A Phenomenal Life
Friday, January 18, 2008
By Kimberly Sikes
Flying high-speed low-altitude reconnaissance, jumping out of airplanes with the Army, serving with the Royal Air Force.
“It’s been a phenomenal life,” Associate Professor of Art Tony Alley said in a January 2007 interview.
Alley did all of these things during the course of his life. Alley
passed away on Tuesday morning after a year-long battle with cancer.
Though Alley did many different things in his life, his passion was
teaching. He loved to be with his students and helped make their
experience here a better one.
“[Teaching has] really lifted my spirits. I just really love working
with students and teaching is such a great part of my life,” Alley
Alley worked with his students individually as their friend, not
just one of many faces passing through his classrooms every day.
“He made me feel welcome at this university when I didn’t know
anybody. He cared about all of his students to the degree that when it
was thanksgiving, he offered to take people to his home if they
couldn’t go home for Thanksgiving,” sophomore Sara McCord said. “He was
sincere about it. He really wanted you there if you couldn’t go home.”
Alley not only made students feel welcome in his classroom, but also had an open-door policy about his office.
“Dr. Alley was my advisor and my friend. With his direction, I was
able to find where I wanted to go in life, both spiritually and
academically,” junior Philana Phillips said. “His office was an open
door. Sometimes I would just go in there to talk to him, rather than
ask him anything specific. It made my day just to be able to spend a
few minutes with him.”
Alley took care of all his students individually. He made an effort to make sure every student understood what he was teaching.
“I had a computer graphics class with Tony Alley. It was a good
class, especially for me since I was struggling with it. He helped me
out a lot and gave me guidance,” McCord said. “He was also my advisor,
and so he took a lot of time with me outside of class to talk with me
about the things I was having a hard time with in school, and some of
it didn’t have anything to do with his class. He still wanted to help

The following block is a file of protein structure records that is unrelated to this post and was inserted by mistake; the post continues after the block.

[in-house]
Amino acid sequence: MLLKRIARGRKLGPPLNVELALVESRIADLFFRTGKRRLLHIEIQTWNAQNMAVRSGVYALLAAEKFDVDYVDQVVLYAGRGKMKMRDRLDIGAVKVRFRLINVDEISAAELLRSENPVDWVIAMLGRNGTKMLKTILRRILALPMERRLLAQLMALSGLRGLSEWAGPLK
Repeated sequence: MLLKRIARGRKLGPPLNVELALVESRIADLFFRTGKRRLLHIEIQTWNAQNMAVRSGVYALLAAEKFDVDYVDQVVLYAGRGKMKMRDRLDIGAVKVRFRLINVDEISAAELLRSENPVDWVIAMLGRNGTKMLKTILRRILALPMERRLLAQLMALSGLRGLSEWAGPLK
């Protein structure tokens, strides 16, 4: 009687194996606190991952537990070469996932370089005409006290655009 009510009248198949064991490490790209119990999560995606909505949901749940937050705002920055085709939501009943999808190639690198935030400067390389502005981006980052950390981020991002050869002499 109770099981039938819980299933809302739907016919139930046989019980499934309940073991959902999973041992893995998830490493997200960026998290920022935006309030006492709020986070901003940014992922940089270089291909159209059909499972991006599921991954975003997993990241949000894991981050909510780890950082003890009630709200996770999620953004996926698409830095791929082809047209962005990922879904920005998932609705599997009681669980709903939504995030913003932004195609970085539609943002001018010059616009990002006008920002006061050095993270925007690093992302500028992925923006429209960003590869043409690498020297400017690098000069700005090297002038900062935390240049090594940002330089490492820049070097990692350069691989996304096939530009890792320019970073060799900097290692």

me, even if it didn’t have anything to do with his class or his
department. That was my favorite class of the semester, and it was
because he was teaching it.”
Many other students enjoyed his classes from the first day.
“Dr. Alley’s classes were the highlight of my day. I only had him as
a professor once; that was back in 2005, before any news of the cancer.
I knew from the first day of class that he was someone that I could
trust and look up to, and that if I ever had a problem, or needed a
pick-me-up, he would be there,” Phillips said. “You might say I got
‘good vibes’ from him, and I was right. In class, he wouldn’t be
looking over your shoulder every second to make sure you were doing
everything perfectly. Instead, he seemed to be behind right me just in
time to help me with a problem I was having.”
Alley also helped Phillips make connections outside of Oklahoma Christian University that will help her in her future career.
“He got me involved in SIGGRAPH, an organization for people in
computer graphics and interactive technology, and I was able to attend
the annual conference with him and two other students. SIGGRAPH opened
many doors for me that I never thought possible, such as career
opportunities, learning experiences, and networking,” Phillips said.
“Without Dr. Alley, I doubt I would have ever even known about
SIGGRAPH, let alone been able to go the conferences. I owe so much to
Despite the difficult situation Alley was in for the last year of
his life, he never let his situation affect how he interacted with his
“He never stopped asking what he could do for me, or any of the
other of his students. He didn’t like seeing us sad; he wanted us to
realize that he had lived a full life and that he was getting to go
home,” Phillips said.
Alley’s whole life focused on his passion for teaching and helping other people.
“He had a passion for computer animation and technology, and it
showed,” Phillips said. “He meshed that passion with his love for other
people, especially his students, and he created a legacy that will last
forever in the hearts of those who knew him.”
Photo by Isaac McDaniel